* Accelerate cognitive decline: High-sugar diets can lead to impaired memory and have been linked to an increased risk of dementia.
How to Reduce Your Sugar Intake
Excessive added sugar has many negative health effects.
Although consuming small amounts now and then is perfectly healthy, you should try to cut back on sugar whenever possible.
Fortunately, simply focusing on eating whole, unprocessed foods automatically decreases the amount of sugar in your diet.
Here are some tips on how to reduce your intake of added sugars:
* Swap sodas, energy drinks, juices and sweetened teas for water or unsweetened seltzer.
* Drink your coffee black or use Stevia for a zero-calorie, natural sweetener.
* Sweeten plain yogurt with fresh or frozen berries instead of buying flavored, sugar-loaded yogurt.
* Consume whole fruits instead of sugar-sweetened fruit smoothies.
* Replace candy with a homemade trail mix of fruit, nuts and a few dark chocolate chips.
* Use olive oil and vinegar in place of sweet salad dressings like honey mustard.
* Choose marinades, nut butters, ketchup and marinara sauce with zero added sugars.
* Look for cereals, granolas and granola bars with under 4 grams of sugar per serving.
* Swap your morning cereal for a bowl of rolled oats topped with nut butter and fresh berries, or an omelet made with fresh greens.
* Instead of jelly, slice fresh bananas onto your peanut butter sandwich.
* Use natural nut butters in place of sweet spreads like Nutella.
* Avoid alcoholic beverages that are sweetened with soda, juice, honey, sugar or agave.
* Shop the perimeter of the grocery store, focusing on fresh, whole ingredients.
In addition, keeping a food diary is an excellent way of becoming more aware of the main sources of sugar in your diet.
The best way to limit your added sugar intake is to prepare your own healthy meals at home and avoid buying foods and drinks that are high in added sugar.
The Bottom Line
Eating too much added sugar can have many negative health effects.
An excess of sweetened foods and beverages can lead to weight gain, blood sugar problems and an increased risk of heart disease, among other dangerous conditions.
For these reasons, added sugar should be kept to a minimum whenever possible, which is easy when you follow a healthy diet based on whole foods.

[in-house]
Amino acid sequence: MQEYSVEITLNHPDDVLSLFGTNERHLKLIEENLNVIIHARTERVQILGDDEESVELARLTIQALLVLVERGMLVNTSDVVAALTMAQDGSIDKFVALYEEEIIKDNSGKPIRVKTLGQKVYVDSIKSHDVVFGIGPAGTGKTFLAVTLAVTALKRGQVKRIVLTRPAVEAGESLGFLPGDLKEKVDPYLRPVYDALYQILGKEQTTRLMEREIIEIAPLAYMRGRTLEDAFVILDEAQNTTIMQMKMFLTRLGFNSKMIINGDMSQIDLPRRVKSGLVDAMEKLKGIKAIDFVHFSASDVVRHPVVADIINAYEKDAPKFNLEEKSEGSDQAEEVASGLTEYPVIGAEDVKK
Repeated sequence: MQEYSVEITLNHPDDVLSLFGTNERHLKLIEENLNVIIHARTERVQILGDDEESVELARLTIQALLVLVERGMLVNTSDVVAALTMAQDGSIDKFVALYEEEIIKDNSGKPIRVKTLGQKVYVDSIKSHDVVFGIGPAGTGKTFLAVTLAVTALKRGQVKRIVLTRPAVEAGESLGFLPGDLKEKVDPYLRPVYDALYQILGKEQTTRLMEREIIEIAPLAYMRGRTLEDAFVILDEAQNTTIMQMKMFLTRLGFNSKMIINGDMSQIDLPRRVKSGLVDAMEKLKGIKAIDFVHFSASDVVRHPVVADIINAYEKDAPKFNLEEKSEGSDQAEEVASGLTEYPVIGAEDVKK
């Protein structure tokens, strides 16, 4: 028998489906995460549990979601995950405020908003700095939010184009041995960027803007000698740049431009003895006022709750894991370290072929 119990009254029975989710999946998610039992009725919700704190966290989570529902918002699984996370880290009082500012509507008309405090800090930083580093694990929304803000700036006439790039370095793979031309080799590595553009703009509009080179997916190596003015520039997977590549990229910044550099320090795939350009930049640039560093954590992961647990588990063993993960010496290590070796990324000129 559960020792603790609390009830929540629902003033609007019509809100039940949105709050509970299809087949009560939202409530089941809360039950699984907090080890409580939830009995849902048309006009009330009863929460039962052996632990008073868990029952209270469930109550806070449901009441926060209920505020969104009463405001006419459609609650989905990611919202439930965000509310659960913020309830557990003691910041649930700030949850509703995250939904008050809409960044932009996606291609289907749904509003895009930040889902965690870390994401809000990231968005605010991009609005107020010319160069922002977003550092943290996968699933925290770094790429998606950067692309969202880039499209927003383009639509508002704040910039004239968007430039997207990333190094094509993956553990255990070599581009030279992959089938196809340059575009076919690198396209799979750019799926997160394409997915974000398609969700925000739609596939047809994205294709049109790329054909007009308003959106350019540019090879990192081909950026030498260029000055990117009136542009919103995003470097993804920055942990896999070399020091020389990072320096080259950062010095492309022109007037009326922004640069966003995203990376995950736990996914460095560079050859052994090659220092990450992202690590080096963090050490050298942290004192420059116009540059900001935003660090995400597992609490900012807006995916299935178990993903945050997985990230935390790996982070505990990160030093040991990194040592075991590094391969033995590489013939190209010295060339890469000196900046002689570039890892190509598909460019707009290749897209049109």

If you need to cut added sugar from your diet, try some of the small changes listed above.
Before you know it, your sugar habit will be a thing of the past.
Don’t allow sugar laden brands to scam you. What to watch out for :
Food companies also make some of their products appear healthier by swapping sugar for an alternative “healthier” sweetener.
These unrefined sweeteners are usually made from the sap, fruit, flowers or seeds of plants. They may also be made by animals — like honey, for example.
Products that contain these sweeteners will often have claims on their labels, such as, “contains no refined sugar” or “refined sugar-free.” This means that they don’t contain white sugar, which has been processed to remove the molasses.
These sugars can appear healthier, since some are thought to have a slightly lower glycemic index than regular sugar and may provide a few nutrients.
However, the amount of nutrients these sugars provide is usually very low and “unrefined” added sugar is still added sugar.
There is also currently no evidence that swapping one form of sugar for another will provide any health benefits, particularly if you are still eating too much sugar.
Here are a few examples of common sweeteners that are high in sugar, but often labeled as healthy:
* Agave syrup
* Birch syrup
* Coconut sugar
* Maple syrup
* Raw sugar
* Cane sugar
* Sugar beet syrup
If you see these sweeteners on a food label, remember that they are still sugar and should be eaten sparingly.